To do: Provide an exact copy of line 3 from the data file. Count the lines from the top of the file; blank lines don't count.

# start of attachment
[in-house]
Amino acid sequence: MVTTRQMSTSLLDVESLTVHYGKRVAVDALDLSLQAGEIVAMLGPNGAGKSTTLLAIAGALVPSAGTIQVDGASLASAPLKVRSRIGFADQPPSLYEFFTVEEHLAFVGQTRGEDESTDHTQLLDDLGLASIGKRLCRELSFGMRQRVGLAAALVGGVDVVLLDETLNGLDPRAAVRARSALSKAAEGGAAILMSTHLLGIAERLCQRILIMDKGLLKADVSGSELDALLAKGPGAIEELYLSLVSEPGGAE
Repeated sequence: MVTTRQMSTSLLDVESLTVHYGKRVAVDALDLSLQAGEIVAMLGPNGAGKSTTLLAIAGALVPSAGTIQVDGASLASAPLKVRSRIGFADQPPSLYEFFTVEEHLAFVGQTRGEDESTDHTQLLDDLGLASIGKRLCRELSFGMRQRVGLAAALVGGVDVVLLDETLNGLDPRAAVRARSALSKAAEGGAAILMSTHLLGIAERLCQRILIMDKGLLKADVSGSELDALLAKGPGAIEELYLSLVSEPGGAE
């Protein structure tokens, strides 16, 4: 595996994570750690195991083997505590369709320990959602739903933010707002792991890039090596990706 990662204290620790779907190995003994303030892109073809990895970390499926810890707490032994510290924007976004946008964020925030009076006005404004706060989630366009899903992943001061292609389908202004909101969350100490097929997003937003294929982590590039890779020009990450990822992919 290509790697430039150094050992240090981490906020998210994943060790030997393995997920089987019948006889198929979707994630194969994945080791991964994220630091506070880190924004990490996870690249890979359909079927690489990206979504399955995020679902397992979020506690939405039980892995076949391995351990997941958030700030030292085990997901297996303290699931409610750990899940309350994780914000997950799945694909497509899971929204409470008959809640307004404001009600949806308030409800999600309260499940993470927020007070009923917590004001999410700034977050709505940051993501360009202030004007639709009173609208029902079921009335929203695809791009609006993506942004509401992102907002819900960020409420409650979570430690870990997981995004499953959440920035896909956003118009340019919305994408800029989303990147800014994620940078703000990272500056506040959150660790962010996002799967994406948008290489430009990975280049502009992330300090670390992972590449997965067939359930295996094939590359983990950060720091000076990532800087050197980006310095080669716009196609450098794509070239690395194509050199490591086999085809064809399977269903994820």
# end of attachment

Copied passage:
Repeated sequence: MVTTRQMSTSLLDVESLTVHYGKRVAVDALDLSLQAGEIVAMLGPNGAGKSTTLLAIAGALVPSAGTIQVDGASLASAPLKVRSRIGFADQPPSLYEFFTVEEHLAFVGQTRGEDESTDHTQLLDDLGLASIGKRLCRELSFGMRQRVGLAAALVGGVDVVLLDETLNGLDPRAAVRARSALSKAAEGGAAILMSTHLLGIAERLCQRILIMDKGLLKADVSGSELDALLAKGPGAIEELYLSLVSEPGGAE